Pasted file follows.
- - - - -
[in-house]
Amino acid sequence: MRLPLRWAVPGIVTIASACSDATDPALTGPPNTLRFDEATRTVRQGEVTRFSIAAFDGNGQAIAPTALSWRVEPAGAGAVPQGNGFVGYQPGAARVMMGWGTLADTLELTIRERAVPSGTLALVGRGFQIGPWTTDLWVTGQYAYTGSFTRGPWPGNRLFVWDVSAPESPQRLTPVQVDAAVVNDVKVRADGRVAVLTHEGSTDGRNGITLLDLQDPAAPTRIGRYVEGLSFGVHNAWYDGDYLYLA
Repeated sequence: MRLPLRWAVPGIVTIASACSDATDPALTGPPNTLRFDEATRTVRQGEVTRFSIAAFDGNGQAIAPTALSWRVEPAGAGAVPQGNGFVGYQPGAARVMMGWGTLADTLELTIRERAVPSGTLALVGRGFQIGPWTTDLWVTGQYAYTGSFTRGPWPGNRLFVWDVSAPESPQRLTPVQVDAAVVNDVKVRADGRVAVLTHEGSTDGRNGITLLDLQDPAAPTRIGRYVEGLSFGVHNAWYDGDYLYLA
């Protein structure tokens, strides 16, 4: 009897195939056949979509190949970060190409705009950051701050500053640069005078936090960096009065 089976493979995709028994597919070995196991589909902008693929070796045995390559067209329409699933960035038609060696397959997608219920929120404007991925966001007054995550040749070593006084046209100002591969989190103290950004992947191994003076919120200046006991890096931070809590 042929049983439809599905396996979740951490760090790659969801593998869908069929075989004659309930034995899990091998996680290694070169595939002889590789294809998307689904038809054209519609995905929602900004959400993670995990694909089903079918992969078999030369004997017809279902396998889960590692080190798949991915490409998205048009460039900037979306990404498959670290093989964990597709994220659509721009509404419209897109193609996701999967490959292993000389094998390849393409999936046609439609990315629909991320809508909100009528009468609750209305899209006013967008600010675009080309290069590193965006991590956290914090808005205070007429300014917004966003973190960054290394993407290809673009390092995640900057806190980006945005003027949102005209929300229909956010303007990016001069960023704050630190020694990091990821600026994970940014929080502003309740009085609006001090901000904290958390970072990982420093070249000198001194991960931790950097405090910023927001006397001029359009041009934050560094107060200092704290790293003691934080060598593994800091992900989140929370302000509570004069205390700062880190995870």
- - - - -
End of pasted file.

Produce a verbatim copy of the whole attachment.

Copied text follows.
[in-house]
Amino acid sequence: MRLPLRWAVPGIVTIASACSDATDPALTGPPNTLRFDEATRTVRQGEVTRFSIAAFDGNGQAIAPTALSWRVEPAGAGAVPQGNGFVGYQPGAARVMMGWGTLADTLELTIRERAVPSGTLALVGRGFQIGPWTTDLWVTGQYAYTGSFTRGPWPGNRLFVWDVSAPESPQRLTPVQVDAAVVNDVKVRADGRVAVLTHEGSTDGRNGITLLDLQDPAAPTRIGRYVEGLSFGVHNAWYDGDYLYLA
Repeated sequence: MRLPLRWAVPGIVTIASACSDATDPALTGPPNTLRFDEATRTVRQGEVTRFSIAAFDGNGQAIAPTALSWRVEPAGAGAVPQGNGFVGYQPGAARVMMGWGTLADTLELTIRERAVPSGTLALVGRGFQIGPWTTDLWVTGQYAYTGSFTRGPWPGNRLFVWDVSAPESPQRLTPVQVDAAVVNDVKVRADGRVAVLTHEGSTDGRNGITLLDLQDPAAPTRIGRYVEGLSFGVHNAWYDGDYLYLA
């Protein structure tokens, strides 16, 4: 009897195939056949979509190949970060190409705009950051701050500053640069005078936090960096009065 089976493979995709028994597919070995196991589909902008693929070796045995390559067209329409699933960035038609060696397959997608219920929120404007991925966001007054995550040749070593006084046209100002591969989190103290950004992947191994003076919120200046006991890096931070809590 042929049983439809599905396996979740951490760090790659969801593998869908069929075989004659309930034995899990091998996680290694070169595939002889590789294809998307689904038809054209519609995905929602900004959400993670995990694909089903079918992969078999030369004997017809279902396998889960590692080190798949991915490409998205048009460039900037979306990404498959670290093989964990597709994220659509721009509404419209897109193609996701999967490959292993000389094998390849393409999936046609439609990315629909991320809508909100009528009468609750209305899209006013967008600010675009080309290069590193965006991590956290914090808005205070007429300014917004966003973190960054290394993407290809673009390092995640900057806190980006945005003027949102005209929300229909956010303007990016001069960023704050630190020694990091990821600026994970940014929080502003309740009085609006001090901000904290958390970072990982420093070249000198001194991960931790950097405090910023927001006397001029359009041009934050560094107060200092704290790293003691934080060598593994800091992900989140929370302000509570004069205390700062880190995870």